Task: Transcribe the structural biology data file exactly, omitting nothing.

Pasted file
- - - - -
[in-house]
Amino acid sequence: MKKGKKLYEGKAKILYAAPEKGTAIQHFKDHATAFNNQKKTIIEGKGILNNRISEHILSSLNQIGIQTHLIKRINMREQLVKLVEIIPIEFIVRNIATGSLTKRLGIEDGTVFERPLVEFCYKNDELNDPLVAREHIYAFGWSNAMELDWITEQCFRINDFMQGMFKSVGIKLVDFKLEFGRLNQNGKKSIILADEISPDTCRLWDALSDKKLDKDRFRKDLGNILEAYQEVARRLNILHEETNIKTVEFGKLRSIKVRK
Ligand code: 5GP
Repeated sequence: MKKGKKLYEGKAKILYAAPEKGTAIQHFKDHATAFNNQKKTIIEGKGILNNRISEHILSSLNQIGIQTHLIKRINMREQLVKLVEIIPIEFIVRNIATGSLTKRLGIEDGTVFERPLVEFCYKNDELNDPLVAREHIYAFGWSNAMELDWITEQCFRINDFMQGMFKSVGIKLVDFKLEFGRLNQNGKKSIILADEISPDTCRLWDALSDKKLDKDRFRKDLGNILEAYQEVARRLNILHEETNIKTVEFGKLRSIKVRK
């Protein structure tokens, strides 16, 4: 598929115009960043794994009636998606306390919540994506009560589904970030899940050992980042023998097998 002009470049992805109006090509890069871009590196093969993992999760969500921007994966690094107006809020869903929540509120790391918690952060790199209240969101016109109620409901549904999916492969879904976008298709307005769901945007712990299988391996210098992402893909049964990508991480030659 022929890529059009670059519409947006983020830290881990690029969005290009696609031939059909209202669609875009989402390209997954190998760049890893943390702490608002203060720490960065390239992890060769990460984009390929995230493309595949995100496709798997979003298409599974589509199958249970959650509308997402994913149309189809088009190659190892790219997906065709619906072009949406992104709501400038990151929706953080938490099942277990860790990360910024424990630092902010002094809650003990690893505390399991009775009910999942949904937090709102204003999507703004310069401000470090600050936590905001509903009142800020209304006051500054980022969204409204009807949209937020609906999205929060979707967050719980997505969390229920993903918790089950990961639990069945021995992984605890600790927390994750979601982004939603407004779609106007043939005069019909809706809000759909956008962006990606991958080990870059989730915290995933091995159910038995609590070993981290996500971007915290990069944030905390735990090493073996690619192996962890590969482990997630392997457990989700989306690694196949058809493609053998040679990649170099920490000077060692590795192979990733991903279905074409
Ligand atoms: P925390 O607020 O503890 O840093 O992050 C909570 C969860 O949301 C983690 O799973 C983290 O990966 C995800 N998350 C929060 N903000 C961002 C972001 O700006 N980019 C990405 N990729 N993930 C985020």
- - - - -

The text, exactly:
[in-house]
Amino acid sequence: MKKGKKLYEGKAKILYAAPEKGTAIQHFKDHATAFNNQKKTIIEGKGILNNRISEHILSSLNQIGIQTHLIKRINMREQLVKLVEIIPIEFIVRNIATGSLTKRLGIEDGTVFERPLVEFCYKNDELNDPLVAREHIYAFGWSNAMELDWITEQCFRINDFMQGMFKSVGIKLVDFKLEFGRLNQNGKKSIILADEISPDTCRLWDALSDKKLDKDRFRKDLGNILEAYQEVARRLNILHEETNIKTVEFGKLRSIKVRK
Ligand code: 5GP
Repeated sequence: MKKGKKLYEGKAKILYAAPEKGTAIQHFKDHATAFNNQKKTIIEGKGILNNRISEHILSSLNQIGIQTHLIKRINMREQLVKLVEIIPIEFIVRNIATGSLTKRLGIEDGTVFERPLVEFCYKNDELNDPLVAREHIYAFGWSNAMELDWITEQCFRINDFMQGMFKSVGIKLVDFKLEFGRLNQNGKKSIILADEISPDTCRLWDALSDKKLDKDRFRKDLGNILEAYQEVARRLNILHEETNIKTVEFGKLRSIKVRK
């Protein structure tokens, strides 16, 4: 598929115009960043794994009636998606306390919540994506009560589904970030899940050992980042023998097998 002009470049992805109006090509890069871009590196093969993992999760969500921007994966690094107006809020869903929540509120790391918690952060790199209240969101016109109620409901549904999916492969879904976008298709307005769901945007712990299988391996210098992402893909049964990508991480030659 022929890529059009670059519409947006983020830290881990690029969005290009696609031939059909209202669609875009989402390209997954190998760049890893943390702490608002203060720490960065390239992890060769990460984009390929995230493309595949995100496709798997979003298409599974589509199958249970959650509308997402994913149309189809088009190659190892790219997906065709619906072009949406992104709501400038990151929706953080938490099942277990860790990360910024424990630092902010002094809650003990690893505390399991009775009910999942949904937090709102204003999507703004310069401000470090600050936590905001509903009142800020209304006051500054980022969204409204009807949209937020609906999205929060979707967050719980997505969390229920993903918790089950990961639990069945021995992984605890600790927390994750979601982004939603407004779609106007043939005069019909809706809000759909956008962006990606991958080990870059989730915290995933091995159910038995609590070993981290996500971007915290990069944030905390735990090493073996690619192996962890590969482990997630392997457990989700989306690694196949058809493609053998040679990649170099920490000077060692590795192979990733991903279905074409
Ligand atoms: P925390 O607020 O503890 O840093 O992050 C909570 C969860 O949301 C983690 O799973 C983290 O990966 C995800 N998350 C929060 N903000 C961002 C972001 O700006 N980019 C990405 N990729 N993930 C985020």